On the third day of my small group, we had an especially impactful conversation. We discussed the idea of looking past stereotypes and preconceived notions of those we meet and really getting to know people for who they are. We talked about how the majority of the time we decide to make our judgments of others based on what we don’t have in common rather than everything we do have in common. It is human nature to look at those around us and come up with judgments and assumptions, but we decide what to do with those judgments. Are we going to use them to assume we know all we need to about the other person, or will we disregard them and decide to actually get to know the person? You see, any time we meet someone we perceive as different than ourselves we have that choice. We have the chance to not succumb to our judgments, assumptions or stereotypes and find a way to connect with that person. Imagine if all those arguing in the world found just one thing they have in common. Maybe the picture in front of us would look a little bit different right now.

 

At some point in your lives, your faith will be shaken — whether that is the faith we have in ourselves, in the good Lord, or in our fellow human beings. What matters is that we don’t just look at what is put in front of us. I was lucky enough to be shown directly in my small group just how many people still believe finding commonalities is more important than finding differences. I was shown that even with all the arguing and disagreements going on today, there are still so many who see that that is not the way to go. They reminded me that no matter how much hate we are shown in the world, there will always be more good. These days we need just that. We need to show people just how much good we have in our world. We need to always find things we have in common with those we meet while paying no mind to the differences. I challenge you to do these things not just throughout the year, but throughout your lives, and to always keep your faith even when it becomes shaken.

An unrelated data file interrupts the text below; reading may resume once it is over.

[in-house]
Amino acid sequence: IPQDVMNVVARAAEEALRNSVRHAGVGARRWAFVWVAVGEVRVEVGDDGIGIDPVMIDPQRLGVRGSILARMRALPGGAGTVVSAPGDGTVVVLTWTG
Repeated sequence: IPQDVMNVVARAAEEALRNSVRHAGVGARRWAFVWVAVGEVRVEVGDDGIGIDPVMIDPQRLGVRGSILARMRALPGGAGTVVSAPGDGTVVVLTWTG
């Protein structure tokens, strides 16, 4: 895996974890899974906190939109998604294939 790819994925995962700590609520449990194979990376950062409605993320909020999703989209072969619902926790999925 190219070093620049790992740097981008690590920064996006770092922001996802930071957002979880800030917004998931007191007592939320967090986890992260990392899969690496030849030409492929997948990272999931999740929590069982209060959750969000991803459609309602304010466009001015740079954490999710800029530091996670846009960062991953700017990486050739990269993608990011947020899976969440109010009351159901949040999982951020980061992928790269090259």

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Your Impact on the World

Officer - Kaylee Lower

Two weeks into quarantine and social distancing, an idea popped into my head but I wasn’t sure how I was going to carry out the plan with so much uncertainty in the world. 

 

On April 4, 2020, I sent a text message that read, “Hello, I am Kaylee Lower, a senior at Weaubleau High School. I was wanting to get in contact with an individual about making cards for all of the nursing home residents.” Little did I know that the text message I sent would have such a positive impact on the lives of nursing home residents. 

 

As you go through your journey, I challenge you to do the little things in life because they are the ones that mean the most. Even when you think something is not going to make a difference, to some people, like the nursing home residents, it makes the biggest difference. Don’t be afraid to take part in the small, seemingly insignificant moments because those are the ones that are remembered the most. No matter how big or small, as FFA members we all have the capability to make a positive difference in our homes and communities.

 

I never imagined a handmade card would make nursing home residents smile so big until I made 100 of them for the residents at Northwood Hills Care Center. It’s the little things like hand made cards that these individuals will treasure forever. 

 

Thinking back on April 4th, I was upset because I wasn’t able to finish my final year of high school or go to my last FFA contest, but then I began to consider a different perspective. We were all facing challenging and uncertain times; it’s how we choose to spend those times and the perspectives we have that make the greatest impact.

 

You have the choice to find good in the world or look straight past the good to stare at all the negativity. I challenge you to see the good and make a difference in your FFA chapter, home and community. Do the little things that mean the most and see the good in the world. Together they will leave a lifelong impact on those around you. 

 

How are you going to find the good and make a positive impact on the world?

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Are You Involved or Are You Committed?

Officer - Dakota Pemberton

You and I are involved in the Missouri FFA and are part of the 25,920 FFA members that make up the Missouri FFA Association. We are involved! When I mean we are involved, I mean that we show up to events when we have to. We do as our advisor asks and nothing more, just simply be involved. 

 

As a young FFA member I knew that I wanted to be more than just involved, I wanted to be committed to the FFA. Being committed to the FFA challenges us to do more than what we are expected to do, show up to every event possible, work our hardest towards our cause, and most importantly inspire the people that surround us. The most important explanation I can give for being committed is to do the unexpected for a cause and go above and beyond.